Justifying the move: ‘Threats to cinemas prompted Maalik ban’

CBFC chairman says some viewers incensed at certain portrayals in the film threatened to set cinemas on fire

Rafay Mahmood April 29, 2016

KARACHI: ‘Incensed’ viewers who threatened to ‘set cinemas on fire’ prompted the government to ban the action film ‘Maalik’, according to the country’s top film certification official.

The information ministry had declared the film ‘uncertified’ in an official notification on Wednesday. Some 24 hours after the notice was issued, the Central Board of Film Certification (CBFC) finally explained why.

“We had received public complaints [against Maalik] from all over Pakistan, including places like Mardan and Peshawar,” CBFC Chairman Mobashir Hasan told The Express Tribune on Thursday.

“People were threatening to burn down cinemas and other public property, so we advised the information ministry to decertify the film to avoid a major catastrophe and law and order situation.”

Hasan said CBFC sent the ministry a situation report compiled using all complaints it had received against Maalik from all over Pakistan. According to him, the board identified six major objections against the film in the report.

“The film shows that there is lawlessness in the country and incites the common man to take the law in his hands,” Hasan said while sharing the objections with The Express Tribune.  “The generalised portrayal of law enforcement agencies [in Maalik] gives the impression that police in the entire country is incapable and corrupt.”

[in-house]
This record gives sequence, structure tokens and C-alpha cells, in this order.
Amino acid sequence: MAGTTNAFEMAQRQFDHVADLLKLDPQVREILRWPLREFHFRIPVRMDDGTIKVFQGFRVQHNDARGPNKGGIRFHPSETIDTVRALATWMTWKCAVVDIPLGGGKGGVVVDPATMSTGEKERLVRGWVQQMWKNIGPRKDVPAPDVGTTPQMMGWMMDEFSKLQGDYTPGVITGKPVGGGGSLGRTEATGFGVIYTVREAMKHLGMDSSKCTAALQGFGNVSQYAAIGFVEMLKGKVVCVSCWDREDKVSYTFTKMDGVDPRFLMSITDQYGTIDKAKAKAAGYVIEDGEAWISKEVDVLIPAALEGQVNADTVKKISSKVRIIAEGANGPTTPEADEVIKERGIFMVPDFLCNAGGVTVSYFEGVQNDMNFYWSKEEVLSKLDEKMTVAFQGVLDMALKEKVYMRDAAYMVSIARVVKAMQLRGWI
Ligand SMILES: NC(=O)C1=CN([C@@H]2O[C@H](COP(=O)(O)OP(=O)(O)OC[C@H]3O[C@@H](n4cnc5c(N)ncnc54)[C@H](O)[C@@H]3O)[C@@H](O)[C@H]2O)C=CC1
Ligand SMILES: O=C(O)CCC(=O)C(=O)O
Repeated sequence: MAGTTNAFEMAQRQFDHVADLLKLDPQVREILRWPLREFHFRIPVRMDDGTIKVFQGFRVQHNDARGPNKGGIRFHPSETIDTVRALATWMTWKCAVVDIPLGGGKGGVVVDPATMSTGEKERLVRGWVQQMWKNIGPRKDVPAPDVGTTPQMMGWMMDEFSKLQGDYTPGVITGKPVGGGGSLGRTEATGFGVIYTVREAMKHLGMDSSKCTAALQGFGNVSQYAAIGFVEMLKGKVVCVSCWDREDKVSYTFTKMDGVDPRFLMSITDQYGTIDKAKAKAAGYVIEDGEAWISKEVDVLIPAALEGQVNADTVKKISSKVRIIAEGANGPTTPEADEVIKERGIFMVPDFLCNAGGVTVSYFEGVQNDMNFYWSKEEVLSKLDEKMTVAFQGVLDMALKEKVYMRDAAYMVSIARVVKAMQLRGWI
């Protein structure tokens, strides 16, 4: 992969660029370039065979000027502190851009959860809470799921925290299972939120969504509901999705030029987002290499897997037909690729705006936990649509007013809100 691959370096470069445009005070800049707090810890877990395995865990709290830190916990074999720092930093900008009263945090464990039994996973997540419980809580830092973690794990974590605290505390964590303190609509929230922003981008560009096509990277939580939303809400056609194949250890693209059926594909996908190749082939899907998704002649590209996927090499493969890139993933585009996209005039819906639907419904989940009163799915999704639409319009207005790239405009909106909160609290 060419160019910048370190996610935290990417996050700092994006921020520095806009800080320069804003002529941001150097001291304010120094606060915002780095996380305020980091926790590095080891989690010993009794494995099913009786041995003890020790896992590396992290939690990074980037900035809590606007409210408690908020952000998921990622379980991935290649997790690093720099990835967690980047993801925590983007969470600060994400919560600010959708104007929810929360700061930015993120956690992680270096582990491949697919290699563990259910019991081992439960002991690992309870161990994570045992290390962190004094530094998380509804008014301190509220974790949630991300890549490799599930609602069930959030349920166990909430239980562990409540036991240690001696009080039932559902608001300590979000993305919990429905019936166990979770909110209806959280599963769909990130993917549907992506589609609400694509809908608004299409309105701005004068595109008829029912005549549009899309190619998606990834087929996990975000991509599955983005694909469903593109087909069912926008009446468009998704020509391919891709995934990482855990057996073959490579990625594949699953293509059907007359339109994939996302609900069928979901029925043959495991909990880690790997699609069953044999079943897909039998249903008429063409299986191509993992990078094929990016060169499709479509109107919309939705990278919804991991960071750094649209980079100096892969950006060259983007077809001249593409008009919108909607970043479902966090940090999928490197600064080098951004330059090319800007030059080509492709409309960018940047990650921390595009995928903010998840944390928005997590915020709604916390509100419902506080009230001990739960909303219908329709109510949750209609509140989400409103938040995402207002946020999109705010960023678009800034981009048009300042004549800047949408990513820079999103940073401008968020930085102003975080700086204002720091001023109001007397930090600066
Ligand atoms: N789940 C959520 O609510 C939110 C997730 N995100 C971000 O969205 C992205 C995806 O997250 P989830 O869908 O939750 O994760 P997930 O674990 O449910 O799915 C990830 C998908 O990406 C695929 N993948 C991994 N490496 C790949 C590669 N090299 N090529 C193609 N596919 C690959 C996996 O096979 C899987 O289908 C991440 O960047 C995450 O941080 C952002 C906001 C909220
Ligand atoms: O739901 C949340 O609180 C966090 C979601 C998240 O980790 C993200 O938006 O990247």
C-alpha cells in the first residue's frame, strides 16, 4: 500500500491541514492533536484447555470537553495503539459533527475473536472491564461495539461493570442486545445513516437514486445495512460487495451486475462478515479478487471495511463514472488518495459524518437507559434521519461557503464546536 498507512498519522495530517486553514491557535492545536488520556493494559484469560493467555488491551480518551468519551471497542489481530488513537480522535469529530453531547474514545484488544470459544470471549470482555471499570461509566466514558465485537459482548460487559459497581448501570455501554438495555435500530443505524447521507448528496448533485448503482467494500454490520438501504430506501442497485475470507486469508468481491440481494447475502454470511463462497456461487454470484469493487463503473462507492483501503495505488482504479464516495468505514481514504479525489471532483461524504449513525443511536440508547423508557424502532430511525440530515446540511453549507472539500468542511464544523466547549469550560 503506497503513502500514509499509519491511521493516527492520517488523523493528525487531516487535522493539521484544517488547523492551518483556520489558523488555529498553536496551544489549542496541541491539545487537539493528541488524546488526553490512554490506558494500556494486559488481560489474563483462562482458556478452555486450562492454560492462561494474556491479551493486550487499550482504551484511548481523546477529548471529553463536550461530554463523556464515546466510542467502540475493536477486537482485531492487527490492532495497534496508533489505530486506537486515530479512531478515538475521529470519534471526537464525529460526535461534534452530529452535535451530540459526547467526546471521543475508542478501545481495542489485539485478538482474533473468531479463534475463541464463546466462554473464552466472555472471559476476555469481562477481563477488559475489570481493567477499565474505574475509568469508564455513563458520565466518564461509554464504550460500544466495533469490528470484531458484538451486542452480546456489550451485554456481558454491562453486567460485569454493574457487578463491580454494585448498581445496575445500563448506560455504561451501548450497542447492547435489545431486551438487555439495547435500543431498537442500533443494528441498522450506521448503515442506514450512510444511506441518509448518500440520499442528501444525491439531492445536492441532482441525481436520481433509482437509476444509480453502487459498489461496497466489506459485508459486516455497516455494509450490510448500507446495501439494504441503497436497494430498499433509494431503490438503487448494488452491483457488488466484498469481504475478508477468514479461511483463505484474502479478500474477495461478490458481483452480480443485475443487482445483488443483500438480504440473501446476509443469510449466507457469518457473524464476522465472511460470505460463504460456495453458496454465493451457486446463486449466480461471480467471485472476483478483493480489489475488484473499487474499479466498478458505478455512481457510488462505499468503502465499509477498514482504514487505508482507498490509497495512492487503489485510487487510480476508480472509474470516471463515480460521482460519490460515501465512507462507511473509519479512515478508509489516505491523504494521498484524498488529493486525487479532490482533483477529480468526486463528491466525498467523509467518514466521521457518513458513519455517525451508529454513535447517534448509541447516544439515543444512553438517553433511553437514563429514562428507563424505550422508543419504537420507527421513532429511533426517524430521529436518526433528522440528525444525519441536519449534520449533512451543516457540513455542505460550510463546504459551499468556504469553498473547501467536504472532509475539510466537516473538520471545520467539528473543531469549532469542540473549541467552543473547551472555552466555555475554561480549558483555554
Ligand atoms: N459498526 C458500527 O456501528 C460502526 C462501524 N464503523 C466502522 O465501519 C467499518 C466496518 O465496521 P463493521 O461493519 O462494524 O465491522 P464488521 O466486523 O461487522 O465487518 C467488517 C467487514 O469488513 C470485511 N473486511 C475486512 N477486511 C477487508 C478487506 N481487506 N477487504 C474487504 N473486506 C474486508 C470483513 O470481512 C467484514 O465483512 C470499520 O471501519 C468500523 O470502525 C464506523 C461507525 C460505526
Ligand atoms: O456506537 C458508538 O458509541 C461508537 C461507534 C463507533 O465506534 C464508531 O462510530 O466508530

“It gives an ex-Mujahid of the Afghan War who joins forces with the Taliban the respect of a hero or patriot during his funeral. A Pathan girl was shown being raped in the film and there was no need of so categorically defining her ethnicity,” he added.

[poll id="1469"]

“Viewers are given the impression that the political system as a whole is corrupt and incapable, and all politicians are busy minting money. Voters feel the film is a disgrace to their role in the political system,” the CBFC chairman said while outlining the final two objections.

Hasan admitted that CBFC had been receiving complaints about Maalik since its release three weeks ago and not just recently, prompting questions as to why the film, which was expected to be taken off in a few days due to lack of public demand, was banned just now.

“As far as the urgency of the ban is concerned, we took this measure keeping the sensitivity of the situation and public reaction against it in mind, and to keep the lives and property of the cinema industry safe,” he said when asked.

Maalik had been in hot waters since Tuesday when the Sindh Board of Film Certification placed a three-month ban on it. However, the decision was reversed within a few hours of the announcement.

A day later, the federal information ministry revoked its certification under section 9 of the Motion Pictures Ordinance, 1979 which allows the government to decertify any film, even those running in cinemas, if public complaints are raised against it. The ministry did not give any reasons for decertifying Maalik in Wednesday’s notification, leading to speculation about what prompted the move.

An information ministry official, who spoke to The Express Tribune on condition of anonymity, had said the portrayal of a chief minister in the film as ‘a man of corruption and opulence’ triggered the ban. A CBFC official had said the ban partially owed to complaints regarding the portrayal of different ethnicities in general and the country’s politicians, in particular.

Published in The Express Tribune, April 29th,  2016.


Replying to X

Comments are moderated and generally will be posted if they are on-topic and not abusive.

For more information, please see our Comments FAQ